So, what’s a pastor to do who has been kicked to the curb in a non-denominational church?  A few of our former pastors were let go.  What are they doing?  Creating their own “ministries.”  One is having meetings with Christians in other churches at times those churches aren’t meeting with their congregations.  The other started meeting in homes one night a week, and now has moved his family closer to the inner city and has started some sort of ministry and is soliciting prayer support and financial support.  (after all, he has no income even though he’s looked for a job…and I believe he’s looked hard).  But, I’m wondering if this is the best approach?  Should these men be forming “new churches” or new ministries at this time, or are they better served getting into a denomination and working through them to heal and build up again to be a pastor of a church there?  I just don’t know.  It seems to me that it could be a good thing to start a ministry if the pastor is solid in doctrine and solidly studying the bible.  But I wonder if there might be more of the same non-denominational mess being made out there?  What stops me from just going out and starting a ministry?  What about my husband?  Is there some qualification needed?  Some reason needed?  The pastors I’m speaking of do have degrees, there are not just out there without some sort of education.  To be fair, one of them was one we spoke to before leaving our former church.  He had the wisest advice, and was the one pastor we heard read scripture from the pulpit and seemed to always have a good commentary and teaching.  The other I’m not sure…but he was the one who presented the gospel during a week long VBS program where I was a “shepherd.”  His message was basic and clear, and it was the first time all week I felt anyone even made an attempt to teach scripture and how Christ saves sinners.  All week I would try to understand the content I was to teach, and had to revise the book we used because it was pretty fuzzy.  So both pastors were doing better in the church than some of the others.  But are they ready to launch a new ministry?  What would be the first steps for a pastor who leaves or is let go from a purpose driven/vision oriented/spiritual formation style church?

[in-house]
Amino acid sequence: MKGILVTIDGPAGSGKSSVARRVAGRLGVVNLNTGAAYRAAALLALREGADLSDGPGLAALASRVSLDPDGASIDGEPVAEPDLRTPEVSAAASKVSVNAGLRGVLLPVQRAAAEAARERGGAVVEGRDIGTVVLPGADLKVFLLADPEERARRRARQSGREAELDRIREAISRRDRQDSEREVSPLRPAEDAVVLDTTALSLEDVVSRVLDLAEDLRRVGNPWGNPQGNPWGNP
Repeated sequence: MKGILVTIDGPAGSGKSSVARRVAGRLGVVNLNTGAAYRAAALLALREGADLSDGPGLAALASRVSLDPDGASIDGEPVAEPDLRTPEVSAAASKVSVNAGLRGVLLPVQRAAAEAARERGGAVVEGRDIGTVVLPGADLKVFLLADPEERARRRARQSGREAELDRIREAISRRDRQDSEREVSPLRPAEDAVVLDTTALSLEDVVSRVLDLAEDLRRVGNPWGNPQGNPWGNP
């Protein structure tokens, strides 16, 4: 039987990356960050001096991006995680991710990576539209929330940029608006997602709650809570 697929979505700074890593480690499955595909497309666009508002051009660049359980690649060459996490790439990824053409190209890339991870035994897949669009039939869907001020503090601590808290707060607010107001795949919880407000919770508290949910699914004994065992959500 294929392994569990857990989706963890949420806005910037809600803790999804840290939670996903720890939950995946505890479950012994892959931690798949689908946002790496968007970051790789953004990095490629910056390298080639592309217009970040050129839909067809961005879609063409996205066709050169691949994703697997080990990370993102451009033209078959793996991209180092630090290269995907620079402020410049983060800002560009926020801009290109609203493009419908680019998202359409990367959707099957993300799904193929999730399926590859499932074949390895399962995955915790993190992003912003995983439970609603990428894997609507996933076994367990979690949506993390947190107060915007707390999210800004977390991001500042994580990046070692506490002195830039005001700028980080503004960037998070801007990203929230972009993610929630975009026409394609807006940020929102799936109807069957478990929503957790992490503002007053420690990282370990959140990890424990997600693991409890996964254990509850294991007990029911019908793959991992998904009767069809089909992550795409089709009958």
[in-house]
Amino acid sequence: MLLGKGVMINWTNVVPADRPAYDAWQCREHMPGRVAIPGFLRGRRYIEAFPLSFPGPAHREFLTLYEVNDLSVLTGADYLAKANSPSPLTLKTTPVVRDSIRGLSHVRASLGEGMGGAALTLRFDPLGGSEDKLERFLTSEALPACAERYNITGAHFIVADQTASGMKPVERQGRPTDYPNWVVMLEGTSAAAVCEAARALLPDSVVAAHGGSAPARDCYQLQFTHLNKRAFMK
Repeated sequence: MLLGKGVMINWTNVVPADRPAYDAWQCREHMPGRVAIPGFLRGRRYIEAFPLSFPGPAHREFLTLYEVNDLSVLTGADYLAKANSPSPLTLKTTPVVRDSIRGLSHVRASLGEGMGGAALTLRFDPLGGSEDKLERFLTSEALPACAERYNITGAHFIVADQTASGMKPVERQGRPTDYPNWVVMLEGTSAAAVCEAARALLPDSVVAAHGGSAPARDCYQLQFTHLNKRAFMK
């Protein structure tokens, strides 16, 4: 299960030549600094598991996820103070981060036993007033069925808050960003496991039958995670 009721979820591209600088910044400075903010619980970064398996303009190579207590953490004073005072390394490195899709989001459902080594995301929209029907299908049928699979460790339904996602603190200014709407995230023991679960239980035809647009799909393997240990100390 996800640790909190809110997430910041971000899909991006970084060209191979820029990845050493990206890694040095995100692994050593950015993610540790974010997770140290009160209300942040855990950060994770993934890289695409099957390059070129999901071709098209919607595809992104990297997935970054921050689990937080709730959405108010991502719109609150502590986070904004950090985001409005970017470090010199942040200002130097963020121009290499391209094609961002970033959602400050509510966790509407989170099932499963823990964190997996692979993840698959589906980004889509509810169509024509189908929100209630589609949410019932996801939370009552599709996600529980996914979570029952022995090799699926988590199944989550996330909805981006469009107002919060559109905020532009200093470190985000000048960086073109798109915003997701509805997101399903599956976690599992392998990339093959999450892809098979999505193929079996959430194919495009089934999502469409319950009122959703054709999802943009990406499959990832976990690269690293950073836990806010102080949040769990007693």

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We are all sinners in church, so leaving a church because people in the congregation sin is stupid.  Seems stupid, right?  We left a church because of false teaching, but more than that, we left because we would likely have been asked to leave anyway.